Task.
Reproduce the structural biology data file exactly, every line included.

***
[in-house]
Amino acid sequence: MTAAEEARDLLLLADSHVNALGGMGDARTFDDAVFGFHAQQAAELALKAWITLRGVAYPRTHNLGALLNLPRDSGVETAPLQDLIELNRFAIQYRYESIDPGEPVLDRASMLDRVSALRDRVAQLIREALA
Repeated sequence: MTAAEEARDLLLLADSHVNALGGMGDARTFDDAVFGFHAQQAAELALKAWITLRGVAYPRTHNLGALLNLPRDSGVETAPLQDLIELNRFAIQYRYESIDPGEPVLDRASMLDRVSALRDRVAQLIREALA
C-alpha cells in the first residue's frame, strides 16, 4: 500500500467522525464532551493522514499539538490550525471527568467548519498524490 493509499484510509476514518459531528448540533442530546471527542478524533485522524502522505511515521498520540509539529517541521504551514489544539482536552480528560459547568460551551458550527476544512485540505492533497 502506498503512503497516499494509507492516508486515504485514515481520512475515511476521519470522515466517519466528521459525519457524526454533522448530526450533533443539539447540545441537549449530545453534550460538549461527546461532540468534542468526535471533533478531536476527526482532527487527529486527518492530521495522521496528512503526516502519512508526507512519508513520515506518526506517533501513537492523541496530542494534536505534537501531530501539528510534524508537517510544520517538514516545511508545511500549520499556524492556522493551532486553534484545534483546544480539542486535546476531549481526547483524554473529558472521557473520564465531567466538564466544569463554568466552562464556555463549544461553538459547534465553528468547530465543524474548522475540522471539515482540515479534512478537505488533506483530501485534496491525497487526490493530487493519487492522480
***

[in-house]
Amino acid sequence: MTAAEEARDLLLLADSHVNALGGMGDARTFDDAVFGFHAQQAAELALKAWITLRGVAYPRTHNLGALLNLPRDSGVETAPLQDLIELNRFAIQYRYESIDPGEPVLDRASMLDRVSALRDRVAQLIREALA
Repeated sequence: MTAAEEARDLLLLADSHVNALGGMGDARTFDDAVFGFHAQQAAELALKAWITLRGVAYPRTHNLGALLNLPRDSGVETAPLQDLIELNRFAIQYRYESIDPGEPVLDRASMLDRVSALRDRVAQLIREALA
C-alpha cells in the first residue's frame, strides 16, 4: 500500500467522525464532551493522514499539538490550525471527568467548519498524490 493509499484510509476514518459531528448540533442530546471527542478524533485522524502522505511515521498520540509539529517541521504551514489544539482536552480528560459547568460551551458550527476544512485540505492533497 502506498503512503497516499494509507492516508486515504485514515481520512475515511476521519470522515466517519466528521459525519457524526454533522448530526450533533443539539447540545441537549449530545453534550460538549461527546461532540468534542468526535471533533478531536476527526482532527487527529486527518492530521495522521496528512503526516502519512508526507512519508513520515506518526506517533501513537492523541496530542494534536505534537501531530501539528510534524508537517510544520517538514516545511508545511500549520499556524492556522493551532486553534484545534483546544480539542486535546476531549481526547483524554473529558472521557473520564465531567466538564466544569463554568466552562464556555463549544461553538459547534465553528468547530465543524474548522475540522471539515482540515479534512478537505488533506483530501485534496491525497487526490493530487493519487492522480